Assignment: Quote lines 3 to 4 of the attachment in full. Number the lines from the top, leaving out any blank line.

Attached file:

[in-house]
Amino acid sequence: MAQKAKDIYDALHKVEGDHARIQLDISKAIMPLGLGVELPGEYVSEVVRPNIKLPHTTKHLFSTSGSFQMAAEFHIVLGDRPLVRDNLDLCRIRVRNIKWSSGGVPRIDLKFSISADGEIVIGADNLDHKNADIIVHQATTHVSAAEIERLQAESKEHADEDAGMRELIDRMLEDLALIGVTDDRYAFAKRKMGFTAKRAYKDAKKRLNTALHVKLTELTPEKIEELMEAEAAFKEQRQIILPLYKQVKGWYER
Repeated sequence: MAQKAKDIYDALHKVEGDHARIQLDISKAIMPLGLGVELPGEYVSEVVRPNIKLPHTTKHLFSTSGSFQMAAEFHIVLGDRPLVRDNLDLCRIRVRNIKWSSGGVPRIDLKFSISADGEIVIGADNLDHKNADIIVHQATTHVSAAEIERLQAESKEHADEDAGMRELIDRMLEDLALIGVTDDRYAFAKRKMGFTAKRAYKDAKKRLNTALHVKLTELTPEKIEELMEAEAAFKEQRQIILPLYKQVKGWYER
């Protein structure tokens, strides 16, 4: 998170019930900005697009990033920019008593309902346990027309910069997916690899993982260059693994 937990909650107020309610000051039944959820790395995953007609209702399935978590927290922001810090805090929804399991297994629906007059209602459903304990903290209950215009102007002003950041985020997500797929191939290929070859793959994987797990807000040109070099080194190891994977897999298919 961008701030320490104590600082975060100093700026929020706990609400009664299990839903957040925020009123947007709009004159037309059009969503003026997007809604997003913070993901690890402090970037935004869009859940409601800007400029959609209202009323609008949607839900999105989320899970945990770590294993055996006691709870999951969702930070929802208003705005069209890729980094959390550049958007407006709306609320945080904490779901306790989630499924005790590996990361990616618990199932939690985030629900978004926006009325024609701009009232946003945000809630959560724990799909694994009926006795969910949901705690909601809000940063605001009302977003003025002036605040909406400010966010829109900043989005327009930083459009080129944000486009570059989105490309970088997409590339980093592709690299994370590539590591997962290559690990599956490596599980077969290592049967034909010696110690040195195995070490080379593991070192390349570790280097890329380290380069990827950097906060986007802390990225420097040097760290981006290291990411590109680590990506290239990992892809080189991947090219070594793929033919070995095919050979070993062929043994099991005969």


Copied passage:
Repeated sequence: MAQKAKDIYDALHKVEGDHARIQLDISKAIMPLGLGVELPGEYVSEVVRPNIKLPHTTKHLFSTSGSFQMAAEFHIVLGDRPLVRDNLDLCRIRVRNIKWSSGGVPRIDLKFSISADGEIVIGADNLDHKNADIIVHQATTHVSAAEIERLQAESKEHADEDAGMRELIDRMLEDLALIGVTDDRYAFAKRKMGFTAKRAYKDAKKRLNTALHVKLTELTPEKIEELMEAEAAFKEQRQIILPLYKQVKGWYER
């Protein structure tokens, strides 16, 4: 998170019930900005697009990033920019008593309902346990027309910069997916690899993982260059693994 937990909650107020309610000051039944959820790395995953007609209702399935978590927290922001810090805090929804399991297994629906007059209602459903304990903290209950215009102007002003950041985020997500797929191939290929070859793959994987797990807000040109070099080194190891994977897999298919 961008701030320490104590600082975060100093700026929020706990609400009664299990839903957040925020009123947007709009004159037309059009969503003026997007809604997003913070993901690890402090970037935004869009859940409601800007400029959609209202009323609008949607839900999105989320899970945990770590294993055996006691709870999951969702930070929802208003705005069209890729980094959390550049958007407006709306609320945080904490779901306790989630499924005790590996990361990616618990199932939690985030629900978004926006009325024609701009009232946003945000809630959560724990799909694994009926006795969910949901705690909601809000940063605001009302977003003025002036605040909406400010966010829109900043989005327009930083459009080129944000486009570059989105490309970088997409590339980093592709690299994370590539590591997962290559690990599956490596599980077969290592049967034909010696110690040195195995070490080379593991070192390349570790280097890329380290380069990827950097906060986007802390990225420097040097760290981006290291990411590109680590990506290239990992892809080189991947090219070594793929033919070995095919050979070993062929043994099991005969």